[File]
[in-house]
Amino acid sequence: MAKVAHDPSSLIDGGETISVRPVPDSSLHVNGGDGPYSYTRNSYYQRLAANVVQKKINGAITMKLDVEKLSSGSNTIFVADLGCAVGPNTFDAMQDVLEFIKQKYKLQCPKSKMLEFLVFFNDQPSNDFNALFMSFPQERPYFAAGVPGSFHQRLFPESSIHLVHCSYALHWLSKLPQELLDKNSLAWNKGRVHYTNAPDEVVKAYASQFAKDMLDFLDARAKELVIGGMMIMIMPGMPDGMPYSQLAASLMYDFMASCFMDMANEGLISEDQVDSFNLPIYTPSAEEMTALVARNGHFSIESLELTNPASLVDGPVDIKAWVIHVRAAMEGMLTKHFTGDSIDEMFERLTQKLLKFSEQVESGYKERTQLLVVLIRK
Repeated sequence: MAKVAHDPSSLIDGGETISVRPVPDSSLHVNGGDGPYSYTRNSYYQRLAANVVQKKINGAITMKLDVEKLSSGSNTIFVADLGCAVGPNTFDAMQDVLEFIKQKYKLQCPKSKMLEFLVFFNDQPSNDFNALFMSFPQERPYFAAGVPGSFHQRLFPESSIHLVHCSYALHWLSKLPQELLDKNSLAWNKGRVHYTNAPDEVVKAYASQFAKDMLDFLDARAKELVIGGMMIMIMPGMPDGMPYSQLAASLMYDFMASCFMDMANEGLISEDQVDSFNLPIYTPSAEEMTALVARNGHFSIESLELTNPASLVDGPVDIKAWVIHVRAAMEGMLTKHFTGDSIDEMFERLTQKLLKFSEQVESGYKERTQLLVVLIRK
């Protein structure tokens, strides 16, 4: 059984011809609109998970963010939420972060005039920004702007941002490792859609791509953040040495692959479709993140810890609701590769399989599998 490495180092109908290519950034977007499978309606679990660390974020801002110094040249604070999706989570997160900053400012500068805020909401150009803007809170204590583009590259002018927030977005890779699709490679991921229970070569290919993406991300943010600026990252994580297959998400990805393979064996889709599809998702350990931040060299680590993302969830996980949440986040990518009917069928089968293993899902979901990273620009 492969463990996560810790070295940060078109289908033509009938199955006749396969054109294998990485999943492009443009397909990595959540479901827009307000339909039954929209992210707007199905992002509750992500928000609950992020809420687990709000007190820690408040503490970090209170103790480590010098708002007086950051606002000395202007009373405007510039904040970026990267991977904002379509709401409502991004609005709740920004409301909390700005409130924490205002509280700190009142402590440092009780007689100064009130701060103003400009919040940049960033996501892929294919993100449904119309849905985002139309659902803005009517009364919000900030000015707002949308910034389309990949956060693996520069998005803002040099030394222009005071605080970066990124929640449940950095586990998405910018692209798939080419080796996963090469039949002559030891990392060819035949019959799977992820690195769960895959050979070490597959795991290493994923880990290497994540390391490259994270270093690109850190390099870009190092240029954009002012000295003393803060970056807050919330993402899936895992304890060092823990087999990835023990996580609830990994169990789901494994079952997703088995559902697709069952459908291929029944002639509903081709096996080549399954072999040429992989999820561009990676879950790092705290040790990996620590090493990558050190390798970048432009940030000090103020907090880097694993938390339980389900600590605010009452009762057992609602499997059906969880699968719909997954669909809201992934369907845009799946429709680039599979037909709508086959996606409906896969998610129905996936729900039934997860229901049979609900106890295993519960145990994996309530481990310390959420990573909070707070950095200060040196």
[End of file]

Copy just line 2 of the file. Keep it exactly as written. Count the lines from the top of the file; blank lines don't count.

Amino acid sequence: MAKVAHDPSSLIDGGETISVRPVPDSSLHVNGGDGPYSYTRNSYYQRLAANVVQKKINGAITMKLDVEKLSSGSNTIFVADLGCAVGPNTFDAMQDVLEFIKQKYKLQCPKSKMLEFLVFFNDQPSNDFNALFMSFPQERPYFAAGVPGSFHQRLFPESSIHLVHCSYALHWLSKLPQELLDKNSLAWNKGRVHYTNAPDEVVKAYASQFAKDMLDFLDARAKELVIGGMMIMIMPGMPDGMPYSQLAASLMYDFMASCFMDMANEGLISEDQVDSFNLPIYTPSAEEMTALVARNGHFSIESLELTNPASLVDGPVDIKAWVIHVRAAMEGMLTKHFTGDSIDEMFERLTQKLLKFSEQVESGYKERTQLLVVLIRK